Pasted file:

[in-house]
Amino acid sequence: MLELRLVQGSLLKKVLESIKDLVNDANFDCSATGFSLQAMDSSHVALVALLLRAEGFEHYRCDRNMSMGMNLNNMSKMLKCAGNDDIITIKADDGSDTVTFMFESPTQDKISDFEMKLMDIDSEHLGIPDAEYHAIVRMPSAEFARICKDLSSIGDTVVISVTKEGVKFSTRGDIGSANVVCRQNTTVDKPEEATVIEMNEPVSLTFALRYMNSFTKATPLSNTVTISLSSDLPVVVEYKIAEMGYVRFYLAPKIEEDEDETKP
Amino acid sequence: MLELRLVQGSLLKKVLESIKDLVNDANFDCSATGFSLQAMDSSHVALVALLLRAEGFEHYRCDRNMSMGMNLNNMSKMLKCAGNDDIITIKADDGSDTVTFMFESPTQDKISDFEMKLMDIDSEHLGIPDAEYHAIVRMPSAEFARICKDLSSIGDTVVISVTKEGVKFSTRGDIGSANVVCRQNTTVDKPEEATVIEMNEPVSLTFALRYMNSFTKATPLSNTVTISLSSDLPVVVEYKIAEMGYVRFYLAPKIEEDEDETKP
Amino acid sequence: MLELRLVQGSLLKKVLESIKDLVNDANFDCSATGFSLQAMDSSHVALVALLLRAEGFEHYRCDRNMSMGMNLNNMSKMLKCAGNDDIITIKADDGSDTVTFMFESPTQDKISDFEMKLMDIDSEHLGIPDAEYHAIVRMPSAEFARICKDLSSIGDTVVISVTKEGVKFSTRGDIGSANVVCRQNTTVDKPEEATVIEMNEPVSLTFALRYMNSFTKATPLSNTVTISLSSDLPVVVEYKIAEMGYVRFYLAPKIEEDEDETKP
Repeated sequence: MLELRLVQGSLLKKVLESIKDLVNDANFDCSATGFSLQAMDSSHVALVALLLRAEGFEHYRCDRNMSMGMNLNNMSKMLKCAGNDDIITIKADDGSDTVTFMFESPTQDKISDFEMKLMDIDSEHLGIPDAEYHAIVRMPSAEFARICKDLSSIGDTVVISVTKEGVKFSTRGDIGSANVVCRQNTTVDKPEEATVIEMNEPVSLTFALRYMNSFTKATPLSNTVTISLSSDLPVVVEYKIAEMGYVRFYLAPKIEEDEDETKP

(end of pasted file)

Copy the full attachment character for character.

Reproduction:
[in-house]
Amino acid sequence: MLELRLVQGSLLKKVLESIKDLVNDANFDCSATGFSLQAMDSSHVALVALLLRAEGFEHYRCDRNMSMGMNLNNMSKMLKCAGNDDIITIKADDGSDTVTFMFESPTQDKISDFEMKLMDIDSEHLGIPDAEYHAIVRMPSAEFARICKDLSSIGDTVVISVTKEGVKFSTRGDIGSANVVCRQNTTVDKPEEATVIEMNEPVSLTFALRYMNSFTKATPLSNTVTISLSSDLPVVVEYKIAEMGYVRFYLAPKIEEDEDETKP
Amino acid sequence: MLELRLVQGSLLKKVLESIKDLVNDANFDCSATGFSLQAMDSSHVALVALLLRAEGFEHYRCDRNMSMGMNLNNMSKMLKCAGNDDIITIKADDGSDTVTFMFESPTQDKISDFEMKLMDIDSEHLGIPDAEYHAIVRMPSAEFARICKDLSSIGDTVVISVTKEGVKFSTRGDIGSANVVCRQNTTVDKPEEATVIEMNEPVSLTFALRYMNSFTKATPLSNTVTISLSSDLPVVVEYKIAEMGYVRFYLAPKIEEDEDETKP
Amino acid sequence: MLELRLVQGSLLKKVLESIKDLVNDANFDCSATGFSLQAMDSSHVALVALLLRAEGFEHYRCDRNMSMGMNLNNMSKMLKCAGNDDIITIKADDGSDTVTFMFESPTQDKISDFEMKLMDIDSEHLGIPDAEYHAIVRMPSAEFARICKDLSSIGDTVVISVTKEGVKFSTRGDIGSANVVCRQNTTVDKPEEATVIEMNEPVSLTFALRYMNSFTKATPLSNTVTISLSSDLPVVVEYKIAEMGYVRFYLAPKIEEDEDETKP
Repeated sequence: MLELRLVQGSLLKKVLESIKDLVNDANFDCSATGFSLQAMDSSHVALVALLLRAEGFEHYRCDRNMSMGMNLNNMSKMLKCAGNDDIITIKADDGSDTVTFMFESPTQDKISDFEMKLMDIDSEHLGIPDAEYHAIVRMPSAEFARICKDLSSIGDTVVISVTKEGVKFSTRGDIGSANVVCRQNTTVDKPEEATVIEMNEPVSLTFALRYMNSFTKATPLSNTVTISLSSDLPVVVEYKIAEMGYVRFYLAPKIEEDEDETKP